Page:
want to remind you that every lab has a different specific range for all lab values, particularly
specific gravity. So, do we have an issue with specific gravity? Nope, she's doing just fine. For
blood, it would be normal for it to be negative. Oh, look at that. She's got something in her
abnormal column. She has a trace of blood. So, now I'm going to need to follow up on this. I
need to rule out menstruation. I need to know that this usually isn't a good sign, so it's
going to require some followup. A pH of 6.0. Look at the reference range, 5.0 to 8.0, so we're
fine there. I'm not worried about the pH. Protein negative. Yay. Because that's way more
involved than a UTI. I want it to be negative because when you look over at the reference
column, it says it should be negative. In hers, it is also negative. Her results are negative.
That's a good thing. That means her kidneys are doing pretty well. Now, urobilinogen, what's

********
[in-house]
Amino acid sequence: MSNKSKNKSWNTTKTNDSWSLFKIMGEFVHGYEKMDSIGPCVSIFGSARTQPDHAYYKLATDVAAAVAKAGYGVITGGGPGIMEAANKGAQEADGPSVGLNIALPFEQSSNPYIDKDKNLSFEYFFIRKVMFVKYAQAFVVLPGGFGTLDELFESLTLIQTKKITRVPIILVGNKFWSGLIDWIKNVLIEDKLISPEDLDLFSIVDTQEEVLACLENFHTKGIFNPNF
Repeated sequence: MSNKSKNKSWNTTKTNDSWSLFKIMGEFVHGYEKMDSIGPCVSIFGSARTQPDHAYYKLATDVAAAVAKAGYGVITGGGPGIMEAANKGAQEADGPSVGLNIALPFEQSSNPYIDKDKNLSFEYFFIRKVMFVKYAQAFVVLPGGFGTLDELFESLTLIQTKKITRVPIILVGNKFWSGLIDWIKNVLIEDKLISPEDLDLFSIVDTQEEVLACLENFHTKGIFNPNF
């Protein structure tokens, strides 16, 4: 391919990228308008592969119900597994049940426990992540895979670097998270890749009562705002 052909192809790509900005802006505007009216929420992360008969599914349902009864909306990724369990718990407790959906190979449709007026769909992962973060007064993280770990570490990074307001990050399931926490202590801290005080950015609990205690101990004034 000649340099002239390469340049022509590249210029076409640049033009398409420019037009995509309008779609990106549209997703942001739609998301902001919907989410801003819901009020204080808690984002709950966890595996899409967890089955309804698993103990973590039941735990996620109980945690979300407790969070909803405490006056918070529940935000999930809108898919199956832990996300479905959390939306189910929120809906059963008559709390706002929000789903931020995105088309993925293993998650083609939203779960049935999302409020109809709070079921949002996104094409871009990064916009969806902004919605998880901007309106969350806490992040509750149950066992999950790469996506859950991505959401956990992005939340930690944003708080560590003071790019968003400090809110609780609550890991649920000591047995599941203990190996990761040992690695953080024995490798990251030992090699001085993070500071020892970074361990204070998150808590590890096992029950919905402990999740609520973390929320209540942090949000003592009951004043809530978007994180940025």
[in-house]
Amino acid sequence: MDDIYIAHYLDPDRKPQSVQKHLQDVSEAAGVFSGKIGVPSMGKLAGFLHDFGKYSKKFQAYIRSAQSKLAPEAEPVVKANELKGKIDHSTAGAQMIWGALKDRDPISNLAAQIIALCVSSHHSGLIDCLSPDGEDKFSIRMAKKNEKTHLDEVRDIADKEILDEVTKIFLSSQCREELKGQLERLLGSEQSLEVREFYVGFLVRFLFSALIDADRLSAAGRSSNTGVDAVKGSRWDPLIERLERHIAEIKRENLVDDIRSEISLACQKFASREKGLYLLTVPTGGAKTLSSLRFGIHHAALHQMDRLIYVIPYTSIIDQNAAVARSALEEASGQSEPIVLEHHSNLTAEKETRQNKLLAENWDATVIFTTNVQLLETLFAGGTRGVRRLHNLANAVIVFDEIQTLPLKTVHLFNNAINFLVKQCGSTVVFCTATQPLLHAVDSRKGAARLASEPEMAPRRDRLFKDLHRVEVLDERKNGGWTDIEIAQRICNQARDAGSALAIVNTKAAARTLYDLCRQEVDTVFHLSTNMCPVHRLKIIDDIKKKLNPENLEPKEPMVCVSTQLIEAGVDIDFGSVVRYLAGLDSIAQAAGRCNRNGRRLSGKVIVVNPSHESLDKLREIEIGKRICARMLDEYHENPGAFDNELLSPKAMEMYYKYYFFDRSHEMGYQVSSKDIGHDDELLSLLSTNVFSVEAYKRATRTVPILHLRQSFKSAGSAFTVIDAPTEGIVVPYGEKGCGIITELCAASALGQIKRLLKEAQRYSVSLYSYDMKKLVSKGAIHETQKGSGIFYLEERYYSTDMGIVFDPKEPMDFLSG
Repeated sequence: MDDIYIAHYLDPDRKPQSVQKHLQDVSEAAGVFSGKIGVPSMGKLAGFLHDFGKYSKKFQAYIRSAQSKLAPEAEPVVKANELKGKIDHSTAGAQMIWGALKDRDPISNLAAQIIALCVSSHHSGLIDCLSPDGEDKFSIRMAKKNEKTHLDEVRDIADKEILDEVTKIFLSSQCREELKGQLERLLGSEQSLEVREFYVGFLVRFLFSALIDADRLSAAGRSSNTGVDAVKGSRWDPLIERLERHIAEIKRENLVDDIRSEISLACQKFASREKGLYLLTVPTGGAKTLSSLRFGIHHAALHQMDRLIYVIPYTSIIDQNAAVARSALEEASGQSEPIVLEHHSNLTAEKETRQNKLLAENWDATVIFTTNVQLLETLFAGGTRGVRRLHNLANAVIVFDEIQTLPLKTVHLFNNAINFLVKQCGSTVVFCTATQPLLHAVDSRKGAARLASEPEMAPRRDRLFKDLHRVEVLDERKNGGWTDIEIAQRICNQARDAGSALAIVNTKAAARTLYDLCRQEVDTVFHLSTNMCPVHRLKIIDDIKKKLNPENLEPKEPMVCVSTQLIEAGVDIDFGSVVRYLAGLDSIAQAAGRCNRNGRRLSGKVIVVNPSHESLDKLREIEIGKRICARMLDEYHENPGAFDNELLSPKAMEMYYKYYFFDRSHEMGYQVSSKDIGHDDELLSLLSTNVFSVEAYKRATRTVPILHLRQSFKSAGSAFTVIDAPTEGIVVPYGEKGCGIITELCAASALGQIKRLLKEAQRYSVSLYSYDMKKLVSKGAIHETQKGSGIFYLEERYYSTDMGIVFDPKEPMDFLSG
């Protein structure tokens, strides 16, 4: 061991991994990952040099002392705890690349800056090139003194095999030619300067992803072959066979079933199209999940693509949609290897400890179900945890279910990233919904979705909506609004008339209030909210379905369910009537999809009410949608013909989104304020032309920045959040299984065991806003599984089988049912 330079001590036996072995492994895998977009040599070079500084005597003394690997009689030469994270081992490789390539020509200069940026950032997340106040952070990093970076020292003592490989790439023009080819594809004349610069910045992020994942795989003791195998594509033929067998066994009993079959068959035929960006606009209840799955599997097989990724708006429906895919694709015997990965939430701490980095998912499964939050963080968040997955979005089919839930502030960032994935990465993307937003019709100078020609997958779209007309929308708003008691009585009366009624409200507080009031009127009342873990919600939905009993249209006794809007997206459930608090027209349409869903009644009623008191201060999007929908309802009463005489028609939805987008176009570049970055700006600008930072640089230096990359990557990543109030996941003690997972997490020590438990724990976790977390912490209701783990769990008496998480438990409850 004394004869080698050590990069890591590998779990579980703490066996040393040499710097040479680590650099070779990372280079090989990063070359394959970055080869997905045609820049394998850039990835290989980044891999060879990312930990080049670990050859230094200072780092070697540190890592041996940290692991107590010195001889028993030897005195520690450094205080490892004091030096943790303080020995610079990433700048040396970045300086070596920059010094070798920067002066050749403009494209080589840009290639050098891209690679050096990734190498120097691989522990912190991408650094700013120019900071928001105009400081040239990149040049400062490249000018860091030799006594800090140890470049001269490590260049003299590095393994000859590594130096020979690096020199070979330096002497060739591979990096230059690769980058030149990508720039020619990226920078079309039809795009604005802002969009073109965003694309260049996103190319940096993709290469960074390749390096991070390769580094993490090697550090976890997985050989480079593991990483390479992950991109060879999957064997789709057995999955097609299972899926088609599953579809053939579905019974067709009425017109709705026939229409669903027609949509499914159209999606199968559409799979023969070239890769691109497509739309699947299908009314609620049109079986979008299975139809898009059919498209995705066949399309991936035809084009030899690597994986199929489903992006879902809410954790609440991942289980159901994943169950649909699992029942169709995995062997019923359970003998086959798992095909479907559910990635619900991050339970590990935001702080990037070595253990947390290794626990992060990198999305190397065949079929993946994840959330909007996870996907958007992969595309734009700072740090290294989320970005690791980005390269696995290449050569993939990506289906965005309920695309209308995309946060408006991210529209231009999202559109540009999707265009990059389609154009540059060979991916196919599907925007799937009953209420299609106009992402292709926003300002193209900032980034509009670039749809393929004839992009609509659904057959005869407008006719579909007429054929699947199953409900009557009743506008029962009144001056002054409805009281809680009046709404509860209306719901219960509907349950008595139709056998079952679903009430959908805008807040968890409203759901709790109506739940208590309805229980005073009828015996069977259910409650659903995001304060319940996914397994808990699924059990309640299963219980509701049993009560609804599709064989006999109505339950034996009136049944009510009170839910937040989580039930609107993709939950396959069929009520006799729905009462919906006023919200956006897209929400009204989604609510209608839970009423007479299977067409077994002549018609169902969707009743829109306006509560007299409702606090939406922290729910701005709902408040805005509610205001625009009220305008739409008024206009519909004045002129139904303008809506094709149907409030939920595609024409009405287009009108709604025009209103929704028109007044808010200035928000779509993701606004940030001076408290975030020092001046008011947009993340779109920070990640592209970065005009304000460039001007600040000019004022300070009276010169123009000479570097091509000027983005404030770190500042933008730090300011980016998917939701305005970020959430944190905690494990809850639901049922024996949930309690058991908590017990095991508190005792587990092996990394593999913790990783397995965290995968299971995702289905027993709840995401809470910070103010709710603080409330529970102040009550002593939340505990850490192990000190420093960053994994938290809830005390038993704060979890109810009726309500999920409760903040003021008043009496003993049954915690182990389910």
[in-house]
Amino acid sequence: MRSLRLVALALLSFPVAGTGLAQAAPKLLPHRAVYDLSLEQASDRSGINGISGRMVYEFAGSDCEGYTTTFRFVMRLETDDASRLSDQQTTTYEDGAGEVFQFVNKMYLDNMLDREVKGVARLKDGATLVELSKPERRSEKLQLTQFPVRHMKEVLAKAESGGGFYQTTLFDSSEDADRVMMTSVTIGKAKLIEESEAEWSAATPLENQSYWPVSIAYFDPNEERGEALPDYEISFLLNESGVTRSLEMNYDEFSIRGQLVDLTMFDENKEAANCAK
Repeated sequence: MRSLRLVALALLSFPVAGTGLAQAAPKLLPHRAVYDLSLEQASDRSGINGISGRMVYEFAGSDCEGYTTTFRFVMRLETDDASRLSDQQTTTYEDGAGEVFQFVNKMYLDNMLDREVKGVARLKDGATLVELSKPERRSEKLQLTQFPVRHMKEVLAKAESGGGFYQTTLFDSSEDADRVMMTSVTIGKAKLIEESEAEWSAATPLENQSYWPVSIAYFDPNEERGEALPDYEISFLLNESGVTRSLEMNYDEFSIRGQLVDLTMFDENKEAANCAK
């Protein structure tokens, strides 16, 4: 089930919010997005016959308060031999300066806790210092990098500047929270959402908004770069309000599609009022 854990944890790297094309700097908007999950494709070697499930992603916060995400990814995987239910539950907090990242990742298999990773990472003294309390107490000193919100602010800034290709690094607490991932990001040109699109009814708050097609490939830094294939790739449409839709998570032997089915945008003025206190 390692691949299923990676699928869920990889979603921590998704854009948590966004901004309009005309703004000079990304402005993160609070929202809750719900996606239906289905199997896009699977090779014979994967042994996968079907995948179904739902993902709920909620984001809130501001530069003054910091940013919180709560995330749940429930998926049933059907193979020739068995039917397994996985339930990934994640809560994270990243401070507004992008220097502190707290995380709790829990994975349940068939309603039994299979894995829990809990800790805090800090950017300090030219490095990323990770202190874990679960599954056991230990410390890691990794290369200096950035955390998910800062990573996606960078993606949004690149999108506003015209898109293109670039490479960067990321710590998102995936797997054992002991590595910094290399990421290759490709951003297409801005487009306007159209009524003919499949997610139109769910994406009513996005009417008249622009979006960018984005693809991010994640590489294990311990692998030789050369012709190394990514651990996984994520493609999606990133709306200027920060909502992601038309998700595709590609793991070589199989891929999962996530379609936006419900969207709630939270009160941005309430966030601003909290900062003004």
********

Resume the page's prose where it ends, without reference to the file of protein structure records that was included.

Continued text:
our level? Is it within the normal reference range? Absolutely, she's reported as 0.3. I know
the normal reference range is 0.1 to 1.0. Good job Mrs. Mayer. We're moving right along. Oh,
okay, we were doing so good for so long. Nitrites. So, it's abnormal for it to be positive. I've
highlighted that in red for you. When you look over at the reference column and it says, uh,
this should be negative. We've even put an "H" in there. That's telling you this is high. This is
abnormal. So, so far, we've got 3 abnormals. Right? We've got appearance is hazy, we've got a
trace of blood, and we are positive for nitrites. Last one, leuko esterase 2+. Uh, that is
abnormal. That should also be negative. So, her urine sample is positive for leuko esterase, it's
positive for nitrites, and it has a trace of blood. Ding, ding, ding, ding, ding, that's the trifecta.
This lines up with her symptoms or not. Well, think about what she told us. Right, she's already
describing how it feels to have a UTI. She told us she has to pee more often, it hurts when she
does, it's not as much as normal, and it's very dark. So, taking a lab work and applying it to
the clinical symptoms the patient reports is really important. So far, this lines up because
we know the presence of these 3 substances indicates a urinary tract infection. So, is a
microscopic exam indicated? Yes, because we've got some things present in her urine that
should not be there. So, this is how you determine in the lab if a microscopic exam is indicated.